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[uh-tros-i-tee] /əˈtrɒs ɪ ti/
noun, plural atrocities.
the quality or state of being atrocious.
an atrocious act, thing, or circumstance.
Origin of atrocity
1525-35; < Latin atrōcitās, equivalent to atrōci- (stem of atrōx) fierce + -tās -ty2 Unabridged
Based on the Random House Dictionary, © Random House, Inc. 2018.
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Examples from the Web for atrocity
Contemporary Examples
Historical Examples
  • And then I thought how wicked I might have been,—a monster of crime and atrocity.

    A Day's Ride Charles James Lever
  • The enemy, he said, meant by this atrocity to frighten our sailors away from the sea.

  • Doctor Crosson mopped his brow at the atrocity of his thoughts this morning.

    In a Little Town Rupert Hughes
  • The folly of such a government corrects and tempers its atrocity.

    Napoleon the Little Victor Hugo
  • It was not content with atrocity, it must needs add cynicism.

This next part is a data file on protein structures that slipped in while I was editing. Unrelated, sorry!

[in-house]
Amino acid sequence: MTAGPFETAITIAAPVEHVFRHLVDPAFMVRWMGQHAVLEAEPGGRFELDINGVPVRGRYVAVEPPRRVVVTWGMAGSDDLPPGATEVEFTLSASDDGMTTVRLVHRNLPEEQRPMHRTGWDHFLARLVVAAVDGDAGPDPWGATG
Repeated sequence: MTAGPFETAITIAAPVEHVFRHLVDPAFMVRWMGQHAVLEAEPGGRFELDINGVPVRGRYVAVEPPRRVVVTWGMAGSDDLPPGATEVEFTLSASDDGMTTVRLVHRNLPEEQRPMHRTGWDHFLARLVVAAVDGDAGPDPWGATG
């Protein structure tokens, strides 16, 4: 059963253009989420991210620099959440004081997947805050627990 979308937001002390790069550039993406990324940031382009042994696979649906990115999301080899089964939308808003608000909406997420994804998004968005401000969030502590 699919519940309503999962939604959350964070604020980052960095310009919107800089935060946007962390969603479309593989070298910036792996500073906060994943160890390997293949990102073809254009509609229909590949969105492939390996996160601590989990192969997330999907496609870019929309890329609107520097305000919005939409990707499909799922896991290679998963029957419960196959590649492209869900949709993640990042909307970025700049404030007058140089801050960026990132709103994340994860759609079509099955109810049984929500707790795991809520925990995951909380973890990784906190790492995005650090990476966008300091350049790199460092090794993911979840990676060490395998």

Napoleon the Little Victor Hugo
British Dictionary definitions for atrocity


noun (pl) -ties
behaviour or an action that is wicked or ruthless
the fact or quality of being atrocious
(usually pl) acts of extreme cruelty, esp against prisoners or civilians in wartime
Collins English Dictionary - Complete & Unabridged 2012 Digital Edition
© William Collins Sons & Co. Ltd. 1979, 1986 © HarperCollins
Publishers 1998, 2000, 2003, 2005, 2006, 2007, 2009, 2012
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Word Origin and History for atrocity

1530s, from Middle French atrocité or directly from Latin atrocitatem (nominative atrocitas) "cruelty, fierceness, harshness," noun of quality from atrox "fierce, cruel, frightful," from PIE *atro-ek-, from root *ater- "fire" (see atrium) + *okw- "see" (see eye (n.)); thus "of fiery or threatening appearance." The meaning "an atrocious deed" is from 1793.

Online Etymology Dictionary, © 2010 Douglas Harper
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